Heating system upgrade

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Work on changing Ashburton Hospital’s heating system to ground source heat pumps continues at the rear of the hospital site.
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Work on replacing Ashburton Hospital’s coal boiler is heating up with the installation of building panels to house the new system.

The coal boiler at Ashburton Hospital is being replaced as part of a decarbonisation project aimed at preparing the hospital for the future.

The job was among a new $12 billion government programme to build and upgrade roads, rail, schools and hospitals, announced in early 2020.

Te Whatu Ora Waitaha acting executive director infrastructure Tony Hampton said the project to change Ashburton’s heating system to ground source heat pumps was well under way.

The system is being housed in a new building behind the laboratories.

‘‘Bores to extract and reinject water have been completed and pipes for the new heating system have been installed. The crane is now moving the building panels into place,’’ Mr Hampton said.

The investment will help make the hospital modern and sustainable.

‘‘The greenhouse gas emissions savings from Ashburton’s 40-yearold coal boilers will be around 2,300 tonnes CO2e per year, equivalent to theaverage annual emissions of 840 cars.’’

The hospital’s oldcoal boiler is to be replaced by anew ground source heat pump. It works like a household heat pump that transfers heat energy from the outside air to theinside.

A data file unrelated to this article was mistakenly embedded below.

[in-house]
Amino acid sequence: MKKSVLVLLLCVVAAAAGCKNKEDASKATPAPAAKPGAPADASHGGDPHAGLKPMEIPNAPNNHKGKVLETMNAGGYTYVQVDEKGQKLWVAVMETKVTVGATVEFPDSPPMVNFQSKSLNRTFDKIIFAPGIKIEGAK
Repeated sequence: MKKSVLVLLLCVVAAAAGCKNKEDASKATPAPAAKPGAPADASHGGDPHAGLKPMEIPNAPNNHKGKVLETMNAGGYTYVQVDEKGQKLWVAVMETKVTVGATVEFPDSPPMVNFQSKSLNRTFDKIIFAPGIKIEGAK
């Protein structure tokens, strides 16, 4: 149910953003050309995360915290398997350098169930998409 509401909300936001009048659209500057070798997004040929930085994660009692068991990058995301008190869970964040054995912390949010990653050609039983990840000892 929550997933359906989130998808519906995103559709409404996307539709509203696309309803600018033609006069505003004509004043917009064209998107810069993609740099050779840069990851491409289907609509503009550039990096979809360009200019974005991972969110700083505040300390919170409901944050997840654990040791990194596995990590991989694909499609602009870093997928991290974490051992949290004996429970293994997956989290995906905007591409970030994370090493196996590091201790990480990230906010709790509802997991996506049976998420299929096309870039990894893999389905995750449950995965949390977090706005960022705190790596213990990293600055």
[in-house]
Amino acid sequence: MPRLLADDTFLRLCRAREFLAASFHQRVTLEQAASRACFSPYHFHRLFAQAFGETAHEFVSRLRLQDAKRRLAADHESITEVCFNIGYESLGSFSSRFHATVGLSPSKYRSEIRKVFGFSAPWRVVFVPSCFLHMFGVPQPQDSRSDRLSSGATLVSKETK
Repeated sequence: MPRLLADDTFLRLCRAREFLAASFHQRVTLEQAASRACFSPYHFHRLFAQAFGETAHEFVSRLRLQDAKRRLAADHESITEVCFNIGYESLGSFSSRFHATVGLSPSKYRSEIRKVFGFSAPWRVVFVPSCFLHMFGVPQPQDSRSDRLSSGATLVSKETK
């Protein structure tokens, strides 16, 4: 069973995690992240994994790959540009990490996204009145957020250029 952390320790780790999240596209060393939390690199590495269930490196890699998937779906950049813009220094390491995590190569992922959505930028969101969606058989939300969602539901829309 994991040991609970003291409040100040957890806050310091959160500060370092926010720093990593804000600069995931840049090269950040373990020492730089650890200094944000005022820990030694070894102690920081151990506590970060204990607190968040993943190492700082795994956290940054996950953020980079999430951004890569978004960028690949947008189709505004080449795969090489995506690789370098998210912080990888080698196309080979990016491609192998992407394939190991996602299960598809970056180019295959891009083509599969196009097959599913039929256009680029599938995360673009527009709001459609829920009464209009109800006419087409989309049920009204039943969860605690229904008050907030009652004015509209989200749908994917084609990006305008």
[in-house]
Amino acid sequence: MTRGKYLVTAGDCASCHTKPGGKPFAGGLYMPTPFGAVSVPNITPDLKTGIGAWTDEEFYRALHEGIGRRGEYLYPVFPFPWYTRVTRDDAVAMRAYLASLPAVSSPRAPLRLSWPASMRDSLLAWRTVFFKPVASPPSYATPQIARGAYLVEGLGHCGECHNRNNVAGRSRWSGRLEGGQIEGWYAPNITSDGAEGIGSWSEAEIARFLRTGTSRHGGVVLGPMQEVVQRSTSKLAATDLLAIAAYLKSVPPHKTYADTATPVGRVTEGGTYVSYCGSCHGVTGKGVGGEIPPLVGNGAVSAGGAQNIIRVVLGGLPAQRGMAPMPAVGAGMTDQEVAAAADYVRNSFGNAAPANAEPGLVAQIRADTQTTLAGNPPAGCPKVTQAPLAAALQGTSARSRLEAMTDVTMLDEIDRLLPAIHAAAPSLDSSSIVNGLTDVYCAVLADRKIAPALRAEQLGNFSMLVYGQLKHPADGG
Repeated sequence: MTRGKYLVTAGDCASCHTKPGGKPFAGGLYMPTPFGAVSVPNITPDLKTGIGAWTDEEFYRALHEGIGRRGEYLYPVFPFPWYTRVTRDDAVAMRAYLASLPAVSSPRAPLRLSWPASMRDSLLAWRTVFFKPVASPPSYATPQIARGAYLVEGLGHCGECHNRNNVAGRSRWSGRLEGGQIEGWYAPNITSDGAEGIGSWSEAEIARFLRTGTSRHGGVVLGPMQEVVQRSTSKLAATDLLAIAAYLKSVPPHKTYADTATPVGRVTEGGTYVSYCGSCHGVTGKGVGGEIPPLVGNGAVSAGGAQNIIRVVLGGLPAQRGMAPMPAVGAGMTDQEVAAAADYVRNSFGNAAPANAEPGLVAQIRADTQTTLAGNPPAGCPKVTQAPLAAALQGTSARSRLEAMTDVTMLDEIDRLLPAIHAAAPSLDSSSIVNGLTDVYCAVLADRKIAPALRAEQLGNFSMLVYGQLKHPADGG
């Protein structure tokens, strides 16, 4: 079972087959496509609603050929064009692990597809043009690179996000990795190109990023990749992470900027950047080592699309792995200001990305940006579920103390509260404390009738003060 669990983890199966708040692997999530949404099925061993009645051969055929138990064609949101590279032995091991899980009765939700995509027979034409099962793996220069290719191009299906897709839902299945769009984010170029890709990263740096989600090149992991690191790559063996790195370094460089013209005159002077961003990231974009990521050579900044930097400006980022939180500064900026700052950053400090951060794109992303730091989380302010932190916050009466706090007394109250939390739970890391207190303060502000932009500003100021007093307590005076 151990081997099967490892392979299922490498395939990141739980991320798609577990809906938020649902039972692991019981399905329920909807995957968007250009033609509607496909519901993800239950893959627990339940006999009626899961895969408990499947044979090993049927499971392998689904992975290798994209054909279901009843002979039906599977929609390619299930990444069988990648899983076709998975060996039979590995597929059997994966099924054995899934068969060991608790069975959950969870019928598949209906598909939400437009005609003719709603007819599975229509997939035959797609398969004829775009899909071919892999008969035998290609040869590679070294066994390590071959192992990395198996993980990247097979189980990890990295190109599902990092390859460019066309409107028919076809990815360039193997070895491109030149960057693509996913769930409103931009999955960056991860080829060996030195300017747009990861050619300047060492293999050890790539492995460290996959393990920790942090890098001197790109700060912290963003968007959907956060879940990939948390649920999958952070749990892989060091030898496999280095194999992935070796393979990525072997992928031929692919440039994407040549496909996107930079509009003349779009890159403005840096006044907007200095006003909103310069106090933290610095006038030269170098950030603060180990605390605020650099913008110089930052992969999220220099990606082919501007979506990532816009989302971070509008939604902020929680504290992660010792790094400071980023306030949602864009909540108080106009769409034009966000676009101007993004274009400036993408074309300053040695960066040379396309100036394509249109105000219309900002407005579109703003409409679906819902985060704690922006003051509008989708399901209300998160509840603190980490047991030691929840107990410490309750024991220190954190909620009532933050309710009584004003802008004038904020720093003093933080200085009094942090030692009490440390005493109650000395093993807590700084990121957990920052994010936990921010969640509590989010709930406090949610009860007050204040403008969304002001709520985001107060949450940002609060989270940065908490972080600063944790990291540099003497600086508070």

The hospital’s system will take heat out of groundwater sucked up from 100m and circulate it around the hospital’s heating system.

The hot water replaces steam and will reducethe hospital’s energy costs by an estimated 30 per cent.

The residual water is to be discharged back into the ground. This caused some concern with Ashburton District Council, who in late-2022 raised concern discharged water could contaminate the town’s drinking water; one of its main drinking bores is only several hundred metres away, at around 120m deep.

Those concerns were unsubstantiated after specialist Aqualinc was engaged to review the hospital’s discharge application and work initially identified concerns around potential contaminant migration from shallow to deeper aquifers and potential mounding of groundwater.

The hospital did a discharge test andmonitoring was carried out on an observation piezo bore in the vicinity.

Mounding occurs in groundwater when water is discharged faster than the surrounding ground can absorb it.

It can lead to surface ponding or affect nearby structures.

Mr Hampton said the project is expected to be completed in the second half of 2024 and has been has been part funded by the State Sector Decarbonisation Fund managed by the Energy Efficiency & Conservation Authority.